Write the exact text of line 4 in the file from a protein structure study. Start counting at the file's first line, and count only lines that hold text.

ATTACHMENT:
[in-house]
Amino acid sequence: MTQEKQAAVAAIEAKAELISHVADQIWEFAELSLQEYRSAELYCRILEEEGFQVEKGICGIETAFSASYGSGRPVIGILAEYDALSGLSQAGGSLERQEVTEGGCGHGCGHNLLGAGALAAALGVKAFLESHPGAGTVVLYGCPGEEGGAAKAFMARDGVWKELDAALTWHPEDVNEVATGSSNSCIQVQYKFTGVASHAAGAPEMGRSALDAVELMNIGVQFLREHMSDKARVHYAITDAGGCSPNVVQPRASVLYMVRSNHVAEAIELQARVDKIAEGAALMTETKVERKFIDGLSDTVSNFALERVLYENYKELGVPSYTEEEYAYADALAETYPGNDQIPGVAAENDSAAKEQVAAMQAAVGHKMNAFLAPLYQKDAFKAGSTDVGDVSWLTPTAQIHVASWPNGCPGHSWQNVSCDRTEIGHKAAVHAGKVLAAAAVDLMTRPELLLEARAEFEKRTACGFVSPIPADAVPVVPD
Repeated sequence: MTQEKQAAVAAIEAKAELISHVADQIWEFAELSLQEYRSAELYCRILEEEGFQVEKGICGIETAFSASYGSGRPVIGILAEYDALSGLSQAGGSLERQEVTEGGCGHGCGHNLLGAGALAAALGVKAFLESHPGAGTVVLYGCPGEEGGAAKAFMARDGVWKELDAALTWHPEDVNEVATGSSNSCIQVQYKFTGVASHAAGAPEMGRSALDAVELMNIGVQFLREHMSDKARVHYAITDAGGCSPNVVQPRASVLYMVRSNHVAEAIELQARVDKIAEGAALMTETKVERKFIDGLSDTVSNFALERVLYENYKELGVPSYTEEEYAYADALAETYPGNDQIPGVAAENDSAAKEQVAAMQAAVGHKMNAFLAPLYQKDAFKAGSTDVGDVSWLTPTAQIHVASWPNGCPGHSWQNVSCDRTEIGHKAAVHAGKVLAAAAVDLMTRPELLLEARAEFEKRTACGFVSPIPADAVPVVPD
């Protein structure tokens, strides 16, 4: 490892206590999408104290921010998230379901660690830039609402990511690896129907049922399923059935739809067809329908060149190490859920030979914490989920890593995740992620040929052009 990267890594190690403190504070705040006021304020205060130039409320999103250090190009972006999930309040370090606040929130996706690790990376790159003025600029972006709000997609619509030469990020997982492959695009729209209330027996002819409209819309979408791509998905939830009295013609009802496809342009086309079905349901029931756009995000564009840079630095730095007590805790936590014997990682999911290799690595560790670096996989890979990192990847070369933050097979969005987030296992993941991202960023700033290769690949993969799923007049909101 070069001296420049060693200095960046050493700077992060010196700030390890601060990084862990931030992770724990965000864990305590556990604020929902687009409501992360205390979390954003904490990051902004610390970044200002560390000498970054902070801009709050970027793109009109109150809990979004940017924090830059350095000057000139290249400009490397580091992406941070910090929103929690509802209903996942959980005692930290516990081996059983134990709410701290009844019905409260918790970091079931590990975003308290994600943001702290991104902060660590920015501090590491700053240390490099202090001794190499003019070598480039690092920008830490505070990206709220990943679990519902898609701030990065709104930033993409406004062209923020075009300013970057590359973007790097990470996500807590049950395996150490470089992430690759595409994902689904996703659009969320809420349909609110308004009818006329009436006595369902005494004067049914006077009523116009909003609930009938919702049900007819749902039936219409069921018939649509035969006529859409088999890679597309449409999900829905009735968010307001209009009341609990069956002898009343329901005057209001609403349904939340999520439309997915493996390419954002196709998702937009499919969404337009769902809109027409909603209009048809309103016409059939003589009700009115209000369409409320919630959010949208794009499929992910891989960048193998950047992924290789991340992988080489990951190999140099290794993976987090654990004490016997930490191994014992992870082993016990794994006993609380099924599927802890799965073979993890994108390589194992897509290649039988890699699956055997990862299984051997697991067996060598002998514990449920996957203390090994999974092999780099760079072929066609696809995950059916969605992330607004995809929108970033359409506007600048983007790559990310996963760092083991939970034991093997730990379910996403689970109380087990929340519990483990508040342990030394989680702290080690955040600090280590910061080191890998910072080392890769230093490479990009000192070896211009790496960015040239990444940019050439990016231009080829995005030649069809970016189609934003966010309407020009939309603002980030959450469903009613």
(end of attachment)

């Protein structure tokens, strides 16, 4: 490892206590999408104290921010998230379901660690830039609402990511690896129907049922399923059935739809067809329908060149190490859920030979914490989920890593995740992620040929052009 990267890594190690403190504070705040006021304020205060130039409320999103250090190009972006999930309040370090606040929130996706690790990376790159003025600029972006709000997609619509030469990020997982492959695009729209209330027996002819409209819309979408791509998905939830009295013609009802496809342009086309079905349901029931756009995000564009840079630095730095007590805790936590014997990682999911290799690595560790670096996989890979990192990847070369933050097979969005987030296992993941991202960023700033290769690949993969799923007049909101 070069001296420049060693200095960046050493700077992060010196700030390890601060990084862990931030992770724990965000864990305590556990604020929902687009409501992360205390979390954003904490990051902004610390970044200002560390000498970054902070801009709050970027793109009109109150809990979004940017924090830059350095000057000139290249400009490397580091992406941070910090929103929690509802209903996942959980005692930290516990081996059983134990709410701290009844019905409260918790970091079931590990975003308290994600943001702290991104902060660590920015501090590491700053240390490099202090001794190499003019070598480039690092920008830490505070990206709220990943679990519902898609701030990065709104930033993409406004062209923020075009300013970057590359973007790097990470996500807590049950395996150490470089992430690759595409994902689904996703659009969320809420349909609110308004009818006329009436006595369902005494004067049914006077009523116009909003609930009938919702049900007819749902039936219409069921018939649509035969006529859409088999890679597309449409999900829905009735968010307001209009009341609990069956002898009343329901005057209001609403349904939340999520439309997915493996390419954002196709998702937009499919969404337009769902809109027409909603209009048809309103016409059939003589009700009115209000369409409320919630959010949208794009499929992910891989960048193998950047992924290789991340992988080489990951190999140099290794993976987090654990004490016997930490191994014992992870082993016990794994006993609380099924599927802890799965073979993890994108390589194992897509290649039988890699699956055997990862299984051997697991067996060598002998514990449920996957203390090994999974092999780099760079072929066609696809995950059916969605992330607004995809929108970033359409506007600048983007790559990310996963760092083991939970034991093997730990379910996403689970109380087990929340519990483990508040342990030394989680702290080690955040600090280590910061080191890998910072080392890769230093490479990009000192070896211009790496960015040239990444940019050439990016231009080829995005030649069809970016189609934003966010309407020009939309603002980030959450469903009613």